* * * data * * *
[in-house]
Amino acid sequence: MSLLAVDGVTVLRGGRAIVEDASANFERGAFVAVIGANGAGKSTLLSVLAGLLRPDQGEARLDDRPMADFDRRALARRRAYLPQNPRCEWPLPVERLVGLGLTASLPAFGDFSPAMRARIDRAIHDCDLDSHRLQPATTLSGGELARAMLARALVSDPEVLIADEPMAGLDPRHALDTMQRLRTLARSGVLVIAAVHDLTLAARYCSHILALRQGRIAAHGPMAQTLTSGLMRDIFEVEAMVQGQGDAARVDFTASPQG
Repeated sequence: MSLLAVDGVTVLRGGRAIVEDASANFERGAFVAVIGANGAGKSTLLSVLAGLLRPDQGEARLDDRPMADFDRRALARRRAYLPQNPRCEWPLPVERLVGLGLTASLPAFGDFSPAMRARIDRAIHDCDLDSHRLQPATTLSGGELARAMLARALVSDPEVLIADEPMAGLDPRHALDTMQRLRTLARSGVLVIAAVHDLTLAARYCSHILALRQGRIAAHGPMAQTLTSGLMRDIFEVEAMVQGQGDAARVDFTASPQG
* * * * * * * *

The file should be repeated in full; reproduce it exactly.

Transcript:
[in-house]
Amino acid sequence: MSLLAVDGVTVLRGGRAIVEDASANFERGAFVAVIGANGAGKSTLLSVLAGLLRPDQGEARLDDRPMADFDRRALARRRAYLPQNPRCEWPLPVERLVGLGLTASLPAFGDFSPAMRARIDRAIHDCDLDSHRLQPATTLSGGELARAMLARALVSDPEVLIADEPMAGLDPRHALDTMQRLRTLARSGVLVIAAVHDLTLAARYCSHILALRQGRIAAHGPMAQTLTSGLMRDIFEVEAMVQGQGDAARVDFTASPQG
Repeated sequence: MSLLAVDGVTVLRGGRAIVEDASANFERGAFVAVIGANGAGKSTLLSVLAGLLRPDQGEARLDDRPMADFDRRALARRRAYLPQNPRCEWPLPVERLVGLGLTASLPAFGDFSPAMRARIDRAIHDCDLDSHRLQPATTLSGGELARAMLARALVSDPEVLIADEPMAGLDPRHALDTMQRLRTLARSGVLVIAAVHDLTLAARYCSHILALRQGRIAAHGPMAQTLTSGLMRDIFEVEAMVQGQGDAARVDFTASPQG